London Park Landscapes
Many artists have used London’s parks as open air galleries for sculptures, installations, music and drama. In photography, they are often a backdrop for portraits of people enjoying the outdoor world. It's far less common to see the park as a subject in its own right however, and this is what I’ve set out to do, not as a documentary photographer or social commentator but as a dedicated landscape artist.
What might seem like a predominantly urban landscape of busy roads, shops and houses all gradually and inevitably leading to the central London metropolis is, when seen from above, a sea of trees and open spaces. From the great green estate of Brockwell Park to the historic grounds of Crystal Palace and the hills and woods of Dulwich that so dramatically overlook the distant city skyline, south London is full of beautifully preserved miniature landscapes, where veteran trees, elegant architecture and pockets of wilderness separate the still recognisable towns that have over the years become our districts and boroughs. Further still into civilisation, monuments and palaces rise amongst verdant gardens in central London's Royal Parks, where minutes from some of the busiest roads in Europe, a lucky tourist might find themselves in a rural idyll, entirely out of sight of roads and houses. Even if this temporary respite from urban life is too short-lived, the expansive wild parks of Richmond and Bushy are a short distance away, ancient English landscapes where nature is still almost entirely left to its own devices.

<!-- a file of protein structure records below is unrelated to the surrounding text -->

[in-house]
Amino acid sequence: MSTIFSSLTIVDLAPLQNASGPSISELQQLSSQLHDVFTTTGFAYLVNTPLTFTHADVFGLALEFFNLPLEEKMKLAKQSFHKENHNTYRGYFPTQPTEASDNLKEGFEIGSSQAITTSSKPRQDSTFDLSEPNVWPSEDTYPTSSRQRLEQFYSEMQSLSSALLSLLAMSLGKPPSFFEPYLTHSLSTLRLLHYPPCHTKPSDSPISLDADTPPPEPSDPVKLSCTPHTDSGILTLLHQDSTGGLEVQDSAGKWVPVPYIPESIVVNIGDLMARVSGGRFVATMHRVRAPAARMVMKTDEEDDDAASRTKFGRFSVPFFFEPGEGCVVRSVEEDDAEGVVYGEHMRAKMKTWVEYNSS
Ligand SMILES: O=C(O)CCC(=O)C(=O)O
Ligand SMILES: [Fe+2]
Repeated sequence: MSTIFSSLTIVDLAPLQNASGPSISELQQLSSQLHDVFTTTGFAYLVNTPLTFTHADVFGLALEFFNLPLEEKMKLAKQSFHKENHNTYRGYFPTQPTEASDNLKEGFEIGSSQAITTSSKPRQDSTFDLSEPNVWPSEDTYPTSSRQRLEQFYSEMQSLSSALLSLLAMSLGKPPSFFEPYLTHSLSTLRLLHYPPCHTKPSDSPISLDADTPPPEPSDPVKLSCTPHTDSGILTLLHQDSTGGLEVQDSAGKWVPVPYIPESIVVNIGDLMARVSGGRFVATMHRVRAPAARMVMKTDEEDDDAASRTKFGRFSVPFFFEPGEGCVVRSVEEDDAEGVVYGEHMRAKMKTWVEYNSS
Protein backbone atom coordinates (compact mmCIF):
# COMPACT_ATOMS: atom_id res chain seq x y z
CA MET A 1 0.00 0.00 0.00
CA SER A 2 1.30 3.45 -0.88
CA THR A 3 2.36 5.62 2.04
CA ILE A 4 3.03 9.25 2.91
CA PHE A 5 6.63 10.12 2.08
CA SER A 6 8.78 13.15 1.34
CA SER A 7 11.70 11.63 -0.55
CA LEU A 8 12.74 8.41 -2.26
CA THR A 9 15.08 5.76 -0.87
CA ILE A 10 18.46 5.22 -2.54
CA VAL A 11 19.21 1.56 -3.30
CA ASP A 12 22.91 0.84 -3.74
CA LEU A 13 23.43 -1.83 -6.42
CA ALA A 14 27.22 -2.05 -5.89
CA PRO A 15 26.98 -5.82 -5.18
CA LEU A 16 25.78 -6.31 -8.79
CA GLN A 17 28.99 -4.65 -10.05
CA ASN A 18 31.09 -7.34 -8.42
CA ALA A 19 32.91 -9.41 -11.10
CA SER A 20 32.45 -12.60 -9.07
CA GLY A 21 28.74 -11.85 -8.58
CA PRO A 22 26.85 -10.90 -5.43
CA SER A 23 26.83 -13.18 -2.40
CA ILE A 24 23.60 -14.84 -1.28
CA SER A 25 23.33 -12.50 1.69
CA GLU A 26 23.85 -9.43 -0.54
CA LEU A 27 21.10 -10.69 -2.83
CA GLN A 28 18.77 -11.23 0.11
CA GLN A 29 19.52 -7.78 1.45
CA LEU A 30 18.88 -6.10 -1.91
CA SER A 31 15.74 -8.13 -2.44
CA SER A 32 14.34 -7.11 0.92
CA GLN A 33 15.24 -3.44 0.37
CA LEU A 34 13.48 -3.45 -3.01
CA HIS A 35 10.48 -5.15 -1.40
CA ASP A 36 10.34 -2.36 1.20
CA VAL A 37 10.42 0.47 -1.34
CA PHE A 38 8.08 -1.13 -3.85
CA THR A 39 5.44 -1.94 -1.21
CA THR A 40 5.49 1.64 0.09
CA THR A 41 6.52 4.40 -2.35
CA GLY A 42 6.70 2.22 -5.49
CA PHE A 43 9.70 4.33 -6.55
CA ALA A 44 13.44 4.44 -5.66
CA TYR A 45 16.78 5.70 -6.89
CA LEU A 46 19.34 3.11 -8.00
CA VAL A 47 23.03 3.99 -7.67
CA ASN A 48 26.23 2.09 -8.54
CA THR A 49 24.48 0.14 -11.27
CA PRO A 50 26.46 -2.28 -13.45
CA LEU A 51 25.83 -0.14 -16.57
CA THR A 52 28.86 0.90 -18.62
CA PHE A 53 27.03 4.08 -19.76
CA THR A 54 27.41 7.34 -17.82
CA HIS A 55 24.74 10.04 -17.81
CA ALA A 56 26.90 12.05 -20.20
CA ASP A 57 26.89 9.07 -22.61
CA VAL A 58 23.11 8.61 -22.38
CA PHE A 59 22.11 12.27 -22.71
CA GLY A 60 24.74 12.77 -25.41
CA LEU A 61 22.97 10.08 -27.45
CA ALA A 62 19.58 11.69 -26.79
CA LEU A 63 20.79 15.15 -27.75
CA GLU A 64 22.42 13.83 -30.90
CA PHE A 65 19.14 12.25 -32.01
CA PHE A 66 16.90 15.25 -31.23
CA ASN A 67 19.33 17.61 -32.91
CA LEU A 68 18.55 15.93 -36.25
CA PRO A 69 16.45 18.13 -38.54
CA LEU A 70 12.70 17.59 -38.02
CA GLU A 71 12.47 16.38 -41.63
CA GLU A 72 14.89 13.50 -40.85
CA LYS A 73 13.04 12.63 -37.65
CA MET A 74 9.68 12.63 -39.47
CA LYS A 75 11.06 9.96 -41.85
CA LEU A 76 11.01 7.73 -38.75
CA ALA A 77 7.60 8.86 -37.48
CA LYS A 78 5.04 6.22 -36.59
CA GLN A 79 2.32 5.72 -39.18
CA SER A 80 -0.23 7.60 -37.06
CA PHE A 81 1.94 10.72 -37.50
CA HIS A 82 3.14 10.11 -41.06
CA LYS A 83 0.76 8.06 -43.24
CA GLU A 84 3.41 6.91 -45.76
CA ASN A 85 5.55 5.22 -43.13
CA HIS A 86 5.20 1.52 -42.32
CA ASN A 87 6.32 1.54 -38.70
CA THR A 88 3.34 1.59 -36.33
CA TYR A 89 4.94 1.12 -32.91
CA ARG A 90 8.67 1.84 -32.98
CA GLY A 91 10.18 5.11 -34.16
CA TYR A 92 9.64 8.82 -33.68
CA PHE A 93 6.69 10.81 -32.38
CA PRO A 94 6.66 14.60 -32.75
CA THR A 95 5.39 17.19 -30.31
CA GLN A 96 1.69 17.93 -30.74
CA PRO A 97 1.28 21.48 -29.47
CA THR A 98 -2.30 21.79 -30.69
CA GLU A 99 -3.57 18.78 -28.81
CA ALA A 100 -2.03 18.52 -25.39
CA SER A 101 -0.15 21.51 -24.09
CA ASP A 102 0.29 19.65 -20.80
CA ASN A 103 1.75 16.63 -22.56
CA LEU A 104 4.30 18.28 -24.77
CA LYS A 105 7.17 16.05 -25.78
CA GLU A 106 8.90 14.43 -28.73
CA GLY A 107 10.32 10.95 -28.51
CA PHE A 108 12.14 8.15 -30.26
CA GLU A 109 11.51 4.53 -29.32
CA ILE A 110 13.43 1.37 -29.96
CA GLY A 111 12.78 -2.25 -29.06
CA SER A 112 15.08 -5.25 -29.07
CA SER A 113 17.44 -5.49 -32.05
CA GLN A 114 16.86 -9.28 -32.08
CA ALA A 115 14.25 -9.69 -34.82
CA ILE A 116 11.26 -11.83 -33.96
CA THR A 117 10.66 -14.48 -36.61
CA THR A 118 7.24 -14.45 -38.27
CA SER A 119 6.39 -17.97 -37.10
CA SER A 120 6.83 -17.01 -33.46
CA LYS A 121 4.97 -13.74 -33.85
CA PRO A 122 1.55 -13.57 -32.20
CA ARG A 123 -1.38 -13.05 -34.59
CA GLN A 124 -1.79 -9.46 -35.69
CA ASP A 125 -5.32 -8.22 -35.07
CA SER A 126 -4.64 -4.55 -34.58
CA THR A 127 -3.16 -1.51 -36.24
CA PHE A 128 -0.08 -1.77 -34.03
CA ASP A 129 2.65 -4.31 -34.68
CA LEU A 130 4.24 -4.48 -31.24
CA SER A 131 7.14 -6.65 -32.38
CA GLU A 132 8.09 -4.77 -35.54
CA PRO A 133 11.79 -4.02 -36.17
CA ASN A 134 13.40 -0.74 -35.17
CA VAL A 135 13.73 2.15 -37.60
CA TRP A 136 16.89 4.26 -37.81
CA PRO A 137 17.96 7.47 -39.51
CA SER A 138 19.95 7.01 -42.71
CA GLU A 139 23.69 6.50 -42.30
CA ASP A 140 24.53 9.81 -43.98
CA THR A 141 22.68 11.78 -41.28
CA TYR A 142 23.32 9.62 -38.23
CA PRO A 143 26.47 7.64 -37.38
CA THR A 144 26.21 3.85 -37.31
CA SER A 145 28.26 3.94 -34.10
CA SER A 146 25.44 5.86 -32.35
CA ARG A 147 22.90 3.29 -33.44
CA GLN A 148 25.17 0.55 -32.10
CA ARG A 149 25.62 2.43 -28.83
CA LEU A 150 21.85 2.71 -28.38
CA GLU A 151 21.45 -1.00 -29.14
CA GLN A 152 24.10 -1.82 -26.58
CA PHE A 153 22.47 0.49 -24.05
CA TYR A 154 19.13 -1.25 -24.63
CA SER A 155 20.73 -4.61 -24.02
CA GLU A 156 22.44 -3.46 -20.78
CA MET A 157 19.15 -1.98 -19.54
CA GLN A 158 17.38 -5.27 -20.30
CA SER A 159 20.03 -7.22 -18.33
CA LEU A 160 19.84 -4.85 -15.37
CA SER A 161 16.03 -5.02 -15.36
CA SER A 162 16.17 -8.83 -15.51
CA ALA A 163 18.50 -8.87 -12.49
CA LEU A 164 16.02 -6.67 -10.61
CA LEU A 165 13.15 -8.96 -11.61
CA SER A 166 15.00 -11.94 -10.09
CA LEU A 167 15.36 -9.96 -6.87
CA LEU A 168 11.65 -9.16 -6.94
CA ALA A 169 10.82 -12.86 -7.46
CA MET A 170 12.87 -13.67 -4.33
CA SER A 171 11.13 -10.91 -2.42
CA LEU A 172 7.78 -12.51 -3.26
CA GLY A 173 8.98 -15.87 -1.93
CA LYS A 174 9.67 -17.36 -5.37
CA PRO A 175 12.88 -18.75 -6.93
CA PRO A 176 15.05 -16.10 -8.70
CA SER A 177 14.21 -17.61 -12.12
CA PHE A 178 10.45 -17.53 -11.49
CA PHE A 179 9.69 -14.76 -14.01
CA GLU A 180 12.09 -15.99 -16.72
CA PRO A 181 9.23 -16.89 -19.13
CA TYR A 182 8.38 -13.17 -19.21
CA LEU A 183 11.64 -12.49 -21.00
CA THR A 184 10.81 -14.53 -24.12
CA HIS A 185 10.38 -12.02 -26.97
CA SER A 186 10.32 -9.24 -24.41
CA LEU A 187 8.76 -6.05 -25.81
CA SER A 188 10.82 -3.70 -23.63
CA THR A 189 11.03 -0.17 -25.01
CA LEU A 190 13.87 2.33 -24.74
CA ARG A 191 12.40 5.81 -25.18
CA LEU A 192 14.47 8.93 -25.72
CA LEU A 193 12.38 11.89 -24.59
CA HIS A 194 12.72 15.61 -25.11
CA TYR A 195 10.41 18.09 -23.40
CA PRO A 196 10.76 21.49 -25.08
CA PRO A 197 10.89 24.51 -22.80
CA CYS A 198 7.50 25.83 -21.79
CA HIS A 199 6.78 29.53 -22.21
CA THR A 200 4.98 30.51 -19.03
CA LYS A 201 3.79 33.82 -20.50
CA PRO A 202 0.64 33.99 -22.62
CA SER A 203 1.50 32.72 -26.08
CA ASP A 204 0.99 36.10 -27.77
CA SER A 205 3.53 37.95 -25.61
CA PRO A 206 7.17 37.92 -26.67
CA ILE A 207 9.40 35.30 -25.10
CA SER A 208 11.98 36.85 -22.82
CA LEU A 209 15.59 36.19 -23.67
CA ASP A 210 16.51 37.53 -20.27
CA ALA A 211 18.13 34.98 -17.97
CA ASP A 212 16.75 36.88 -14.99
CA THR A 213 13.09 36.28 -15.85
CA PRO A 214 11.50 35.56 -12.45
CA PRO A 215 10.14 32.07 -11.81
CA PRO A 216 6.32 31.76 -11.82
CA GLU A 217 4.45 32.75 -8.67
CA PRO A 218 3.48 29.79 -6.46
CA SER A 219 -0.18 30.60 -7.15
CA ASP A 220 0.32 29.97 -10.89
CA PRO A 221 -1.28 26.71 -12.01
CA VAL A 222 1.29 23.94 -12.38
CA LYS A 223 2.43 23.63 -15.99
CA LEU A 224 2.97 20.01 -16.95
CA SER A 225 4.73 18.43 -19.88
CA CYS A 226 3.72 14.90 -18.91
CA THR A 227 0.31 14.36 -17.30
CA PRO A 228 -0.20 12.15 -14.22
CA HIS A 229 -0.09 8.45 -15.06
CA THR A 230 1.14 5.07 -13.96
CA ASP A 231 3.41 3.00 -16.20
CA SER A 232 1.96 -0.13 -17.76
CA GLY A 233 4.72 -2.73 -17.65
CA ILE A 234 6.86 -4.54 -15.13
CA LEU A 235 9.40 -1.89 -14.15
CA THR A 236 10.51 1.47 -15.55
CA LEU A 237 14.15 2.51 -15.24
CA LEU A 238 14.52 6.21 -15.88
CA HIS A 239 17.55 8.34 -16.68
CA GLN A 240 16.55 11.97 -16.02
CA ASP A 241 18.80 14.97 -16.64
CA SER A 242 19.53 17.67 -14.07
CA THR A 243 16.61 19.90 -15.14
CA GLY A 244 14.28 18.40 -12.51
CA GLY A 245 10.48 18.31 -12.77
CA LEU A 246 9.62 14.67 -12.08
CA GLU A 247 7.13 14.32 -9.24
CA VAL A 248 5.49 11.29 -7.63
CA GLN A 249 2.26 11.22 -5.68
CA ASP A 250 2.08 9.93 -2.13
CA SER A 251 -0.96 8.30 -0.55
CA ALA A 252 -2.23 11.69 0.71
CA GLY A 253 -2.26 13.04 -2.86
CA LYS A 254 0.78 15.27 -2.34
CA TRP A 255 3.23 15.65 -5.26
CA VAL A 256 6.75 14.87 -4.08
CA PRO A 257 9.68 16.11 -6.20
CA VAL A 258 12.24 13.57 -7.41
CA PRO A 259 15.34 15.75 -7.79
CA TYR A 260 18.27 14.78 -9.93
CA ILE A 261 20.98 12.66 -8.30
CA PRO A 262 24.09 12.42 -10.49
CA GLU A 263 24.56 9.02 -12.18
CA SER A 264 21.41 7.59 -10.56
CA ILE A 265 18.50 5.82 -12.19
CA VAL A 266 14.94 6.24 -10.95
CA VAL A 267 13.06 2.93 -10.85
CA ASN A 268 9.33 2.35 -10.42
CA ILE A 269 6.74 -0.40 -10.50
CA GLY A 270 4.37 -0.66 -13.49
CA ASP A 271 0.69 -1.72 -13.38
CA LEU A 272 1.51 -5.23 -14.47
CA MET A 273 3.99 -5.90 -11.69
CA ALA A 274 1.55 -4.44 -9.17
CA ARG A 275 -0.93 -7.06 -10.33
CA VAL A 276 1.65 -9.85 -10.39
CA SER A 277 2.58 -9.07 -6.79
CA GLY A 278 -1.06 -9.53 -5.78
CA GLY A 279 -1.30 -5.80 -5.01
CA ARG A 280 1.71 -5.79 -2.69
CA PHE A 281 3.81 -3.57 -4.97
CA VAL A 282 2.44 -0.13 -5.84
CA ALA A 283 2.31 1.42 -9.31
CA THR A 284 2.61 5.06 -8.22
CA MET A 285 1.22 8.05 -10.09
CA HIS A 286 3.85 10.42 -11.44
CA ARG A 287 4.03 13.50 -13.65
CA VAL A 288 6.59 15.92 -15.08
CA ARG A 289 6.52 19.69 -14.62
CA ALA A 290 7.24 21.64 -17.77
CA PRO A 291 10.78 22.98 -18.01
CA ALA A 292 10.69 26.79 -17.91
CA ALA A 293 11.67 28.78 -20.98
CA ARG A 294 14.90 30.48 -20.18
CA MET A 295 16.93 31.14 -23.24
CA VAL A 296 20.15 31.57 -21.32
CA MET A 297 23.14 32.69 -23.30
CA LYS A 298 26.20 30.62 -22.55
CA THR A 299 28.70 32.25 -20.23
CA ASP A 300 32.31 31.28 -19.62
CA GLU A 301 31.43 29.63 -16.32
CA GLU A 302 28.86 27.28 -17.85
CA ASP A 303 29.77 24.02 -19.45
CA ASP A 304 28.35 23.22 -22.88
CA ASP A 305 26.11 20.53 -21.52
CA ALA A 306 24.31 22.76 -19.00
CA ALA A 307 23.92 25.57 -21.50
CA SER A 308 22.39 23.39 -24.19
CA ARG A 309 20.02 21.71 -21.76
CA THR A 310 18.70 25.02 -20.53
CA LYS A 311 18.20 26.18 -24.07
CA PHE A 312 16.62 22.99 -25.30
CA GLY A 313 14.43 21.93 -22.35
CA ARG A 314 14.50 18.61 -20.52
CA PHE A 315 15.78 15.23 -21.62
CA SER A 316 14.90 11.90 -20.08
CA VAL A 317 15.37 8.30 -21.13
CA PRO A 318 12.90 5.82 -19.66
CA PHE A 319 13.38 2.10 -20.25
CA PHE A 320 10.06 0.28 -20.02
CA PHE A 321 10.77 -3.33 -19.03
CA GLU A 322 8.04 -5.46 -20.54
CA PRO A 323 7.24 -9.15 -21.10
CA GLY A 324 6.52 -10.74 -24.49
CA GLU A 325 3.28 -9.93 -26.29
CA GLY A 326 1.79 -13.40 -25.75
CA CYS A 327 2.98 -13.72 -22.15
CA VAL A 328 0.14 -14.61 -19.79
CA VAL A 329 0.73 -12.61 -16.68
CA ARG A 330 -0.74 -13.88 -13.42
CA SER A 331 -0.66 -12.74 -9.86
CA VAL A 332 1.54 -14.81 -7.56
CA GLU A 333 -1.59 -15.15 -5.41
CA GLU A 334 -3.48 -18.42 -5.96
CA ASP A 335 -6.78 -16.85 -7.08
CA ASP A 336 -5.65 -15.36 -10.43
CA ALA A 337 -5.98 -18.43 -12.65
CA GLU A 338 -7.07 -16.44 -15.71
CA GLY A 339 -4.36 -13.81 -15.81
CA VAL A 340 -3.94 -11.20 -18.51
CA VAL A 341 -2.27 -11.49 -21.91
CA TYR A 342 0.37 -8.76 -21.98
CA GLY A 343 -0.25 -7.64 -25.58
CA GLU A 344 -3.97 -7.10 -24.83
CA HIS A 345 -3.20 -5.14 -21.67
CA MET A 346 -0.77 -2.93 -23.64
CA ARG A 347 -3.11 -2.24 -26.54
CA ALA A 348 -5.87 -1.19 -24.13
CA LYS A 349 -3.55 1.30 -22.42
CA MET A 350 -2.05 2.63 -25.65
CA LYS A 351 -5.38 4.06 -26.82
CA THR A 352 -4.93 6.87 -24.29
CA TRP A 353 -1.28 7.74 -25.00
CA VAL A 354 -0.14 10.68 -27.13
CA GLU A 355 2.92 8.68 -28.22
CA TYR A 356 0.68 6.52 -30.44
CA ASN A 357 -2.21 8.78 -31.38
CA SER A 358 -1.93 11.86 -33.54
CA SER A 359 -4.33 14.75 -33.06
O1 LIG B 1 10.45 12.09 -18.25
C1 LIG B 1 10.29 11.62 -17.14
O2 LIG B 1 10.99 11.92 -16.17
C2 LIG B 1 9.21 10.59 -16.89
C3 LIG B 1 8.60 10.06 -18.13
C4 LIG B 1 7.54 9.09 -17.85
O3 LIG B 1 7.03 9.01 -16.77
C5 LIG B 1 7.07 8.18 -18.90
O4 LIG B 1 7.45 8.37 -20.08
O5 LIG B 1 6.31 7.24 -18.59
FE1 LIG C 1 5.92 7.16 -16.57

The one thing I hope to achieve by photographing our parks, besides displaying their intrinsic aesthetic value, is to reveal how the powerful forces of nature and the changing seasons interact with the land, the sole elements largely untamed and unchanged by progressive urbanisation. If I can successfully capture these interactions through uncomplicated photography, using no melodrama other than that in which nature chooses to indulge, I hope I can help inspire a greater respect for London’s open spaces and like artists have often done for other environments around the world, further the cause of their conservation.